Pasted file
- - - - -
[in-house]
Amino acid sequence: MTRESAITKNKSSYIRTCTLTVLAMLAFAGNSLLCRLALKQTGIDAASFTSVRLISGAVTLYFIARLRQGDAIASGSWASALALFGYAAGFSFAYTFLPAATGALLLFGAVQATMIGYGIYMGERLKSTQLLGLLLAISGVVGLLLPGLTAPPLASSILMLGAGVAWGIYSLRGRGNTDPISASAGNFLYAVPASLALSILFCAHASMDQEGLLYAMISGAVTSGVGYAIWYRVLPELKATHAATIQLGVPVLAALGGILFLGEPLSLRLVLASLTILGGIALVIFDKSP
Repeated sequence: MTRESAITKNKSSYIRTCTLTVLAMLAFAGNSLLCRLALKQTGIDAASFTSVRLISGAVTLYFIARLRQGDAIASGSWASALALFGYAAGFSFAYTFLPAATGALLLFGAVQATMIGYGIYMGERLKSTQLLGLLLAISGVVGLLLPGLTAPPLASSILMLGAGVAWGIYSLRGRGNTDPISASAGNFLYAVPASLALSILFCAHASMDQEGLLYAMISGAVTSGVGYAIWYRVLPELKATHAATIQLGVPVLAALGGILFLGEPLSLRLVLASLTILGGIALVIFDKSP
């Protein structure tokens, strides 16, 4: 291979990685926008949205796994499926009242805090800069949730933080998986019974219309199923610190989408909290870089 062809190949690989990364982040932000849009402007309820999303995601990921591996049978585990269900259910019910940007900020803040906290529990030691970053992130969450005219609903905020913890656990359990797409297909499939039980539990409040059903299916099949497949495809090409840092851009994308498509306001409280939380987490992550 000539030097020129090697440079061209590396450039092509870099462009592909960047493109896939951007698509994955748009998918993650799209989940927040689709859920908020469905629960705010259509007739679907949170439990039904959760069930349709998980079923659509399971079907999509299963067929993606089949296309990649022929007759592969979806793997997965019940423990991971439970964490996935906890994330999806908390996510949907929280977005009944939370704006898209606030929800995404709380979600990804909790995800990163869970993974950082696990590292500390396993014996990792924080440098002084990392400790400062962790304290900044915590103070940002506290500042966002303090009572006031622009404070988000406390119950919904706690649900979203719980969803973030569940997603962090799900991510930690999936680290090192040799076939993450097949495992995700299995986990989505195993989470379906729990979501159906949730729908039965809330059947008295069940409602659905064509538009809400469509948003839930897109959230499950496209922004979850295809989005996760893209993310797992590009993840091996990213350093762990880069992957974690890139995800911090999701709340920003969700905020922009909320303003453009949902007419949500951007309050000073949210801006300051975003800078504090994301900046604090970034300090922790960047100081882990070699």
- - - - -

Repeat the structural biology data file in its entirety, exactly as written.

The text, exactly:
[in-house]
Amino acid sequence: MTRESAITKNKSSYIRTCTLTVLAMLAFAGNSLLCRLALKQTGIDAASFTSVRLISGAVTLYFIARLRQGDAIASGSWASALALFGYAAGFSFAYTFLPAATGALLLFGAVQATMIGYGIYMGERLKSTQLLGLLLAISGVVGLLLPGLTAPPLASSILMLGAGVAWGIYSLRGRGNTDPISASAGNFLYAVPASLALSILFCAHASMDQEGLLYAMISGAVTSGVGYAIWYRVLPELKATHAATIQLGVPVLAALGGILFLGEPLSLRLVLASLTILGGIALVIFDKSP
Repeated sequence: MTRESAITKNKSSYIRTCTLTVLAMLAFAGNSLLCRLALKQTGIDAASFTSVRLISGAVTLYFIARLRQGDAIASGSWASALALFGYAAGFSFAYTFLPAATGALLLFGAVQATMIGYGIYMGERLKSTQLLGLLLAISGVVGLLLPGLTAPPLASSILMLGAGVAWGIYSLRGRGNTDPISASAGNFLYAVPASLALSILFCAHASMDQEGLLYAMISGAVTSGVGYAIWYRVLPELKATHAATIQLGVPVLAALGGILFLGEPLSLRLVLASLTILGGIALVIFDKSP
């Protein structure tokens, strides 16, 4: 291979990685926008949205796994499926009242805090800069949730933080998986019974219309199923610190989408909290870089 062809190949690989990364982040932000849009402007309820999303995601990921591996049978585990269900259910019910940007900020803040906290529990030691970053992130969450005219609903905020913890656990359990797409297909499939039980539990409040059903299916099949497949495809090409840092851009994308498509306001409280939380987490992550 000539030097020129090697440079061209590396450039092509870099462009592909960047493109896939951007698509994955748009998918993650799209989940927040689709859920908020469905629960705010259509007739679907949170439990039904959760069930349709998980079923659509399971079907999509299963067929993606089949296309990649022929007759592969979806793997997965019940423990991971439970964490996935906890994330999806908390996510949907929280977005009944939370704006898209606030929800995404709380979600990804909790995800990163869970993974950082696990590292500390396993014996990792924080440098002084990392400790400062962790304290900044915590103070940002506290500042966002303090009572006031622009404070988000406390119950919904706690649900979203719980969803973030569940997603962090799900991510930690999936680290090192040799076939993450097949495992995700299995986990989505195993989470379906729990979501159906949730729908039965809330059947008295069940409602659905064509538009809400469509948003839930897109959230499950496209922004979850295809989005996760893209993310797992590009993840091996990213350093762990880069992957974690890139995800911090999701709340920003969700905020922009909320303003453009949902007419949500951007309050000073949210801006300051975003800078504090994301900046604090970034300090922790960047100081882990070699």